Guide to Data-driven Workflow Automation for Businesses

Workplaces are now at a point where much of the grind of the daily workday can be done by a computer. Only only can a computer do it, but they can do it faster and with fewer errors.

Deciding which tasks to automate to deliver maximum ROI is the challenge that businesses face now. Putting effort into automating something that doesn’t save much time isn’t helpful to the business. Therefore automation practices need to turn to data to find the best bang for the buck.

What Is Meant By Data-Driven Workflow Automation?

Every work task takes a certain amount of time and resources and is also prone to a certain amount of error. This data can be used to determine which tasks are the most suited for automation.

Tasks that take up too much time and resources or have a high amount of human error can be the first things to look at. Work tasks can be examined from the macro and the micro levels to see which ones should be targeted first. Quite often, it’s just a tiny part of a larger task that sucks up most of the time and energy of your workers. Automating just that part can yield huge benefits to your company.

After gathering this data and identifying targets worth automating, then and only then can you generate ideas about tools to use and procedures for automation. Every business is different, and no automation tool will handle all tasks. Many businesses start by automating a small thing with a tool and organically growing an automation suite. This suite can be built in-house or you can use vendor tools.

Getting Started with Data-driven Marketing Automation

From a simple follow up email extension to sophisticated in-house custom tools, there are a lot of options for marketing automation these days. Marketing is a good place to start because marketing automation is a well-developed field.

One simple example is using a tool like Buffer to schedule social media posts. Instead of having someone watch the time so they can post something at just the right moment, this tool can do it for you. Plus, this tool can gather data over time to see which times are the best to post for your audience and make suggestions.

Another dimension of automation is collecting customer information from your external portals and bringing it into your systems. Take a simple example of someone signing up for your email list. If someone is still manually putting in those emails into your autoresponder program, that’s an easy target.

Some good targets for data-driven marketing automation include CRM maintenance, lead scoring and assignment of clients depending on funnel location, and behavior-driven email marketing.

Getting Started with Data-driven Accounting Automation

Accounting is another field where data-driven automation can improve your bottom line. There are many tasks in accounting that are time-consuming manual processes. Figuring out how to automate these repetitive but necessary tasks will raise the productivity level of your accountants.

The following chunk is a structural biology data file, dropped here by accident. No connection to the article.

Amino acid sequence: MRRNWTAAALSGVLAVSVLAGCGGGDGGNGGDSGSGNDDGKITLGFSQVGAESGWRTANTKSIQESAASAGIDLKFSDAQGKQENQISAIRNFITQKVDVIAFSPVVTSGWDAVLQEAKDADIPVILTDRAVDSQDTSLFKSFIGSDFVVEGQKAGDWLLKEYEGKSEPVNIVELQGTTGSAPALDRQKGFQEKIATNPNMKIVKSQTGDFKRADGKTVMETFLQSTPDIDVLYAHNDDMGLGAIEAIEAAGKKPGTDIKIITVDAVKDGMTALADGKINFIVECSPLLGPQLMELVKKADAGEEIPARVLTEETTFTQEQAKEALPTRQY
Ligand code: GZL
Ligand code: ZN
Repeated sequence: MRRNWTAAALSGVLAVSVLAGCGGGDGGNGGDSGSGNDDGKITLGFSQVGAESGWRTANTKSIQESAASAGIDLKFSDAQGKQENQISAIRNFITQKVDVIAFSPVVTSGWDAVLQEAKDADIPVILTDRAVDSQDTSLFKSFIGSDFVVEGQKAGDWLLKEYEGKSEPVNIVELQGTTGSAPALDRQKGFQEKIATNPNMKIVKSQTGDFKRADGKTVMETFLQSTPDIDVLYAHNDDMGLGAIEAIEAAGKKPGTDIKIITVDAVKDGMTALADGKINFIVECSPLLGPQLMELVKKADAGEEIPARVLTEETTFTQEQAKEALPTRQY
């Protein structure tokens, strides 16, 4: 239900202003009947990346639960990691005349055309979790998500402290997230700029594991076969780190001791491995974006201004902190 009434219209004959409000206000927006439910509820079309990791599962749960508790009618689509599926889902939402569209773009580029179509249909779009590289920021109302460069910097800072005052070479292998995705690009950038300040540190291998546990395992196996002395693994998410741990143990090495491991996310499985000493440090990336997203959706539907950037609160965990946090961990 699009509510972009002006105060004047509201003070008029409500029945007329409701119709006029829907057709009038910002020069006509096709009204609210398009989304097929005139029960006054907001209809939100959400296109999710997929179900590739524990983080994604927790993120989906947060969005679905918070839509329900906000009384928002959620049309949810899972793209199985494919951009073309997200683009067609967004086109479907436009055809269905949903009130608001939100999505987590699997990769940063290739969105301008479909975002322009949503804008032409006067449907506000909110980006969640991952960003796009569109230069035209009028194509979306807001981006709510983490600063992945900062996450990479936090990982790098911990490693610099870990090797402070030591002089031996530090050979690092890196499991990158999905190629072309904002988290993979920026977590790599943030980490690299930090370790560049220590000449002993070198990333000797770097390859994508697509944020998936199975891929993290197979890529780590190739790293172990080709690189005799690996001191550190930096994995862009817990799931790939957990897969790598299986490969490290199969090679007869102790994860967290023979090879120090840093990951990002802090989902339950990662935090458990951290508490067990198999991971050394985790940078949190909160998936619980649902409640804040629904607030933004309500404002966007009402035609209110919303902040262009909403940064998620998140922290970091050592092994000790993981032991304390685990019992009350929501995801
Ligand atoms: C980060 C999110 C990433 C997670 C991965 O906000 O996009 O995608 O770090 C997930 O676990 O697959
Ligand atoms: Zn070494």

Furthermore, by using computers to do automatic data entry and bookkeeping, the chances for errors goes down. Even the best worker makes an error every once in a while. It’s just human nature. But once a computer has the right program in place then they can repeat it flawlessly. Good automation tools can also flag suspicious results and send them automatically to a human for further analysis.

Things that are ripe for automation in this department include report generation, data migration, invoice generation, and revenue cycle management.

Getting Started with Data-driven IT Automation

Automation in the IT world has been a dirty secret for decades. A good sysadmin can often automate much of their job so they can turn their expertise toward those few problems that have a major impact on the business.

If you’re struggling to figure out how you can automate a process in your business, tap people on your IT team with experience in scripting or programming to examine the problem from their point of view. People with this knack have minds that can identify the bottlenecks in a process.

Inside of IT, automation tools can maintain accounts, automate file transfers, feed information from customer-facing portals into internal systems, backup and consolidation of data, and a host of other tasks.

Anticipate Sharing Data Between Systems

As your automation systems grow, you’ll run into points where different pieces of your automation suite will need to communicate with one another to continue to raise efficiency. Companies should try to anticipate these needs as soon as they can, but that doesn’t mean you have to dive into a full-featured solution right at the start.

By auditing your processes first, that tells you which parts are best to target first and it also shows which parts of your business rely on each other for data to make decisions. One thing that can help is to look at general workflow software as a centerpiece that everything else can connect to.

Always Understand The Process First

When you’ve chosen a task for automation, it is crucial to get the manual process written on paper first, breaking down each step into different cases. The more complete you can make your solution at this stage, the easier it will be to code and to have it communicate with other systems later.

If you’re familiar with financial systems, you may know that some old mainframes are running the same software they have for years. They’ve automated every edge case they can think of and those systems just run themselves. That’s the goal you’re aiming for.

If you automate your company well enough, eventually you’ll identify a core set of processes that do require human ingenuity and effort. Putting your people to work there and automating everything else that’s necessary but doesn’t drive revenue is the holy grail of company automation.

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